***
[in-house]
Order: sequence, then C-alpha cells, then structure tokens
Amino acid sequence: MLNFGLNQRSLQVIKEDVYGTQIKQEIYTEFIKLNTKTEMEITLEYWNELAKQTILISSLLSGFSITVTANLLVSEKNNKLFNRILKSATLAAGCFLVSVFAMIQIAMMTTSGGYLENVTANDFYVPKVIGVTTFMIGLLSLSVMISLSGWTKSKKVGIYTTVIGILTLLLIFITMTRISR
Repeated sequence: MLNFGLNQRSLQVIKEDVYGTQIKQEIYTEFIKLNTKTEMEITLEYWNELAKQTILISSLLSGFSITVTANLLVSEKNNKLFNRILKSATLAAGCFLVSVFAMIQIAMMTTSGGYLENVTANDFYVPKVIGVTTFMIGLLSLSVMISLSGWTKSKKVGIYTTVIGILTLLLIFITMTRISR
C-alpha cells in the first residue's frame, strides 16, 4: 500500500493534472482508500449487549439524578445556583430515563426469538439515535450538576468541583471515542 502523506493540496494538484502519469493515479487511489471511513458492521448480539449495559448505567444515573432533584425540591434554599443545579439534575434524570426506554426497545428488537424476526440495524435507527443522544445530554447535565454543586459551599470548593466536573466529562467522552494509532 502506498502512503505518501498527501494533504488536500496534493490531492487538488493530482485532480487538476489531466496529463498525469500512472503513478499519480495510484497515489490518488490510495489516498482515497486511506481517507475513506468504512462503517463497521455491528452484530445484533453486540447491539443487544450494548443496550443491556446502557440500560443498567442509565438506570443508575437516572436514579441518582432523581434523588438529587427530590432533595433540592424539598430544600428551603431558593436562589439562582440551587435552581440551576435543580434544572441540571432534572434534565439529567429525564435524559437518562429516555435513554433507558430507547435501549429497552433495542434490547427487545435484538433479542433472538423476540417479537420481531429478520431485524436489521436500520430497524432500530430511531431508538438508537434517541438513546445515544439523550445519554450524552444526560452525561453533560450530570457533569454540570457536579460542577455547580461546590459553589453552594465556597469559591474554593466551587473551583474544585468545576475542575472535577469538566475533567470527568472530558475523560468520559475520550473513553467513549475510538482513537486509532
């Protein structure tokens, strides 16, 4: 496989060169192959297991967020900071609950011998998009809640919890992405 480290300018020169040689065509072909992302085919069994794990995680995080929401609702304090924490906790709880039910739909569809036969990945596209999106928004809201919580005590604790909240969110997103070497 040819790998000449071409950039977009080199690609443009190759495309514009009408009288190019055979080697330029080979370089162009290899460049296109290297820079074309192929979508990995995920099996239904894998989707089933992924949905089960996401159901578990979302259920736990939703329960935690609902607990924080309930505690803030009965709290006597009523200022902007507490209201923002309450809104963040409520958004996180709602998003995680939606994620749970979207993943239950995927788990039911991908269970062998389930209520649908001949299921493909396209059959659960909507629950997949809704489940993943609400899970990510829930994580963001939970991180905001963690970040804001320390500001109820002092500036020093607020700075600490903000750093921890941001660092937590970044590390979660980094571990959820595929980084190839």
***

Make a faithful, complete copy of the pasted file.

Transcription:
[in-house]
Order: sequence, then C-alpha cells, then structure tokens
Amino acid sequence: MLNFGLNQRSLQVIKEDVYGTQIKQEIYTEFIKLNTKTEMEITLEYWNELAKQTILISSLLSGFSITVTANLLVSEKNNKLFNRILKSATLAAGCFLVSVFAMIQIAMMTTSGGYLENVTANDFYVPKVIGVTTFMIGLLSLSVMISLSGWTKSKKVGIYTTVIGILTLLLIFITMTRISR
Repeated sequence: MLNFGLNQRSLQVIKEDVYGTQIKQEIYTEFIKLNTKTEMEITLEYWNELAKQTILISSLLSGFSITVTANLLVSEKNNKLFNRILKSATLAAGCFLVSVFAMIQIAMMTTSGGYLENVTANDFYVPKVIGVTTFMIGLLSLSVMISLSGWTKSKKVGIYTTVIGILTLLLIFITMTRISR
C-alpha cells in the first residue's frame, strides 16, 4: 500500500493534472482508500449487549439524578445556583430515563426469538439515535450538576468541583471515542 502523506493540496494538484502519469493515479487511489471511513458492521448480539449495559448505567444515573432533584425540591434554599443545579439534575434524570426506554426497545428488537424476526440495524435507527443522544445530554447535565454543586459551599470548593466536573466529562467522552494509532 502506498502512503505518501498527501494533504488536500496534493490531492487538488493530482485532480487538476489531466496529463498525469500512472503513478499519480495510484497515489490518488490510495489516498482515497486511506481517507475513506468504512462503517463497521455491528452484530445484533453486540447491539443487544450494548443496550443491556446502557440500560443498567442509565438506570443508575437516572436514579441518582432523581434523588438529587427530590432533595433540592424539598430544600428551603431558593436562589439562582440551587435552581440551576435543580434544572441540571432534572434534565439529567429525564435524559437518562429516555435513554433507558430507547435501549429497552433495542434490547427487545435484538433479542433472538423476540417479537420481531429478520431485524436489521436500520430497524432500530430511531431508538438508537434517541438513546445515544439523550445519554450524552444526560452525561453533560450530570457533569454540570457536579460542577455547580461546590459553589453552594465556597469559591474554593466551587473551583474544585468545576475542575472535577469538566475533567470527568472530558475523560468520559475520550473513553467513549475510538482513537486509532
């Protein structure tokens, strides 16, 4: 496989060169192959297991967020900071609950011998998009809640919890992405 480290300018020169040689065509072909992302085919069994794990995680995080929401609702304090924490906790709880039910739909569809036969990945596209999106928004809201919580005590604790909240969110997103070497 040819790998000449071409950039977009080199690609443009190759495309514009009408009288190019055979080697330029080979370089162009290899460049296109290297820079074309192929979508990995995920099996239904894998989707089933992924949905089960996401159901578990979302259920736990939703329960935690609902607990924080309930505690803030009965709290006597009523200022902007507490209201923002309450809104963040409520958004996180709602998003995680939606994620749970979207993943239950995927788990039911991908269970062998389930209520649908001949299921493909396209059959659960909507629950997949809704489940993943609400899970990510829930994580963001939970991180905001963690970040804001320390500001109820002092500036020093607020700075600490903000750093921890941001660092937590970044590390979660980094571990959820595929980084190839």